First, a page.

I've blogged a few times over the last couple of years on the book "Attacking The Zone Defenses" by Del Harris and Ken Shields. It is simply the best book I've read on attacking zone defenses. It is over 300 pages and breaks down zone offensive principles but simply and with great detail. If you are a basketball coach, this book is a must for your library!
One of the topics they went over in detail was spacing (or lack there of):
Most of the winning coaches over the last 70 years thrived on three aspects of the game -- spacing with ball and player movement. There are not new concepts and will never go away.
The more spread the scoring area becomes, the more territory the defense has to cover.
However, many players, constantly do the defense a favor by crowding in closer to the goal, the longer the possession lasts. We call that "the Incredible Shrinking Offense."
The reason spacing is a problem is likely due to each player's subconscious desire to get himself into the easiest shooting range; therefore he creeps in from the weak side or mashes down from the top of the cricle. While this may seem to carry the player player into a better range, it actually does three things to limit his team's offensive potential.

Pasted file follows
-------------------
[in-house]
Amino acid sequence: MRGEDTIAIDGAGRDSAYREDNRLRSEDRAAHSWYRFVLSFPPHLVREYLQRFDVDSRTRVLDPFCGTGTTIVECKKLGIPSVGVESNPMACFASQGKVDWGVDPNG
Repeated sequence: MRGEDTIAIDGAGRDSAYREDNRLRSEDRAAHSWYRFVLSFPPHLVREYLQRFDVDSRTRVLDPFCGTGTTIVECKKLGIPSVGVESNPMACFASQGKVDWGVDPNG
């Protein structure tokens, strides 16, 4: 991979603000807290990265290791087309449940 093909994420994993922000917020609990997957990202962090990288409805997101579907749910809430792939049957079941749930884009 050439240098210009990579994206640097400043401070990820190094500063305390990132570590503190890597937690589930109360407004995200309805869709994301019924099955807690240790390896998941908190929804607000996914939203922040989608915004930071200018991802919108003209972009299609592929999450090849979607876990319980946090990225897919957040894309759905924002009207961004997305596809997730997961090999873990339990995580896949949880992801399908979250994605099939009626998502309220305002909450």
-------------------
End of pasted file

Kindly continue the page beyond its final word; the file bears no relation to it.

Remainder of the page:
1. It allows his man to sag in on the inside players and render the inside game less effective.
2. It gives the weak side defender a shorter run back to his assigned man when the ball is reversed, actually making the player less open by moving in.
3. It compacts the cutting and driving lanes, making it much more difficult to penetrate the compacted defense with dribble penetration or good cuts for catches.
One obvious problem posed by proper spacing concerns the perimeter player who has limited shooting range. Defenders will not respect this player's shooting range so will sag off him anyway and take a chance on the outside shot. However, by being well spaced, he may become a better ball mover as a quick relay man, and can look for opportunities as a cutter and/or a screener. Still, if he has the ability to do so, he may be able to catch out wide and then back his way into a scoring or playmaking situation closer to the goal. Or, he may be able to attack a man seeking to close him out with a dribble penetration.